Darshan Bata and Mayank Prajapati will line up next to the likes of Neeraj Chopra and PV Sindhu for the Asian Games opening ceremony on September 23. Of course, they’re known more commonly by two very different names.

In the world of Esports, Bata goes by the name “A35”, Prajapati is “MiKeYROG.” And as Esports gets set to makes its debut as a medal event in the Asian Games roster, the duo are a part of a 15-member contingent from their discipline.

“It’s like a dream because I didn’t ever imagine that Esports will get added to an event like the Asian Games with all the other sports,” Bata, the captain of the Indian team’s five-member Defence of the Ancient Art 2 (a video game popularly known as Dota 2) squad, told Scroll.

“People didn’t consider Esports to be a proper sport until now. They’re slowly accepting that there’s some kind of skill required.”

Tools of the trade

With the amount of money being pumped into the industry by gaming companies, gamers have become more and more professional in the way they approach tournaments. Just like Chopra will carry his javelins and Sindhu her racquets to China, India’s Esports athletes will also be carrying their own custom controllers, keyboards and gaming equipment.

Prajapati, who uses an arcade gamepad, has spent a considerable amount of money for parts to repair the instrument.

“It’s actually an antique right now because the company that used to make these has shut down,” explained Prajapati, 32. “When I bought it, it was Rs 27,000, but now I think it costs around Rs 60,000. I basically have to carry a special bag and it weighs almost six kilograms.”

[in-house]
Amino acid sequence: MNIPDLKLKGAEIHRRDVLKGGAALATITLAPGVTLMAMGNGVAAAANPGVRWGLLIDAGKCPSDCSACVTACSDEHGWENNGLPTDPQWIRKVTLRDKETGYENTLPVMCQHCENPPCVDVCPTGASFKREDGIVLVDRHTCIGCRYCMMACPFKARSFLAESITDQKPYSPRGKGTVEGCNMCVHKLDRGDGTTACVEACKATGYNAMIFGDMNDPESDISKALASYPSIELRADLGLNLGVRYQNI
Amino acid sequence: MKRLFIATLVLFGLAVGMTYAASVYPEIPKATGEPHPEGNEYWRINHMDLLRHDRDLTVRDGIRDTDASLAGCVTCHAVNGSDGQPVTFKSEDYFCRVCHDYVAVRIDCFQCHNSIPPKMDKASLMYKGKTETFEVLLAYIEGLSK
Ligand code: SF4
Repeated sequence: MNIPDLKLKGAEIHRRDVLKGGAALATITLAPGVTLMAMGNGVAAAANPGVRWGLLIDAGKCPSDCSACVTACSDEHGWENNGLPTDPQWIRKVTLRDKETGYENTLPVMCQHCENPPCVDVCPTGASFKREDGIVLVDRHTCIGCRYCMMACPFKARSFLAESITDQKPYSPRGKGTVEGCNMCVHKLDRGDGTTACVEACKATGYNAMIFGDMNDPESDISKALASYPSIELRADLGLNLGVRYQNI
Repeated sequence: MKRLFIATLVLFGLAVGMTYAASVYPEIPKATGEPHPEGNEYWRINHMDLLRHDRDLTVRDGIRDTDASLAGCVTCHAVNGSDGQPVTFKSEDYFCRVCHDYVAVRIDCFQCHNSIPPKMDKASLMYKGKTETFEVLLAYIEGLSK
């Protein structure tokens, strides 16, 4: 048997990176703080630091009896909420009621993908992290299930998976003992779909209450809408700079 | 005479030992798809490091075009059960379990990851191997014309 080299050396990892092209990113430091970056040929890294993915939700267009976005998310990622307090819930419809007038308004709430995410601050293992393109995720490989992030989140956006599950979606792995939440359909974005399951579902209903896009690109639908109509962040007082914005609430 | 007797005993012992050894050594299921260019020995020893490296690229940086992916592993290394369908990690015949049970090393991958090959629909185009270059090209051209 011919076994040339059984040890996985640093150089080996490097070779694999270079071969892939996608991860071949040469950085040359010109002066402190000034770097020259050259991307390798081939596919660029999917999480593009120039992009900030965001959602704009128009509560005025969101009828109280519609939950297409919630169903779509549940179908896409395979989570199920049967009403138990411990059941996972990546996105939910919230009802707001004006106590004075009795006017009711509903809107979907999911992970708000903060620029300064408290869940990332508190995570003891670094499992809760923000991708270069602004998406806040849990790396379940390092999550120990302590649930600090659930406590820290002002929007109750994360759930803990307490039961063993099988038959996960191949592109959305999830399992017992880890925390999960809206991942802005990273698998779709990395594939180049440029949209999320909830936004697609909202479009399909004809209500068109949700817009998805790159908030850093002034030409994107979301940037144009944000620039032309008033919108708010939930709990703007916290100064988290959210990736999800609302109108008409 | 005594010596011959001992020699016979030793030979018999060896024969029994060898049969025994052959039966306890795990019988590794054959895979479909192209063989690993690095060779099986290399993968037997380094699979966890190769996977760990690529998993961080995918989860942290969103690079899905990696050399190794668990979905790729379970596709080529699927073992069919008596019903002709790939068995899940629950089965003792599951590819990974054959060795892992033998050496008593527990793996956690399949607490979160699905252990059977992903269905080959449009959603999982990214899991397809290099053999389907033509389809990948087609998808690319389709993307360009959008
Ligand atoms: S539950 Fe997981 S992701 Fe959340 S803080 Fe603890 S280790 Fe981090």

Bata and his Dota 2 teammates have their own individual sets of keyboard and mouse that they use for competitions. However, gamers tend to stick with hardware they are used to rather than go for frequent upgrades.

“My mouse, keyboard and my mouse pad, these are the most important things,” said 29-year-old Bata. “We’ll keep buying the same mouse again and again if we’re comfortable with it. It’s more of a comfort thing.”

Mayank Prajapti’s gamepad (Special arrangement)

Prajapati, who competes in the Street Fighter V game, first came across the world of fighting games in the early 2000s while accompanying his mother to her doctor’s appointments. He recalled slipping away to play games like Cadillacs and Dinosaurs, Street Fighter and Tekken at a nearby arcade.

Around the same time, Bata was, as he puts it, grinding to improve his skill at Dota 2. The game is a multiplayer online battle arena game where two teams of five players try to defend their base while also capturing the opposition’s base.

It would be another decade before the duo would begin actively competing in tournaments.

In contrast, Charanjot Singh’s rise has been meteoric. As a 13-year-old, Singh used to play the popular football game FIFA with his friend who owned a PlayStation 4 console.

In 2018, Singh, now 19, tagged along with his friend to compete at the EA (creators of the FIFA game) Road to Russia competition held in his hometown of Chandigarh and ended up winning the tournament. Since then, Singh has won the All India Football Federation Football Challenge 2021 and has become a mainstay in the AIFF’s eTigers team.

Coaches and data analysis

Along with helping Esports athletes with their gaming set-ups and a place to come together and practice, companies are also hiring former gamers as coaches to help their athletes sharpen their skills.

The Esports Federation of India, Bata said, has collaborated with FITGMR, a portal which helps gamers stay in optimal condition and grow, to help India’s Esports athletes. With a majority of gamers either studying or working in different jobs, having a coaching set-up helps them streamline their efforts.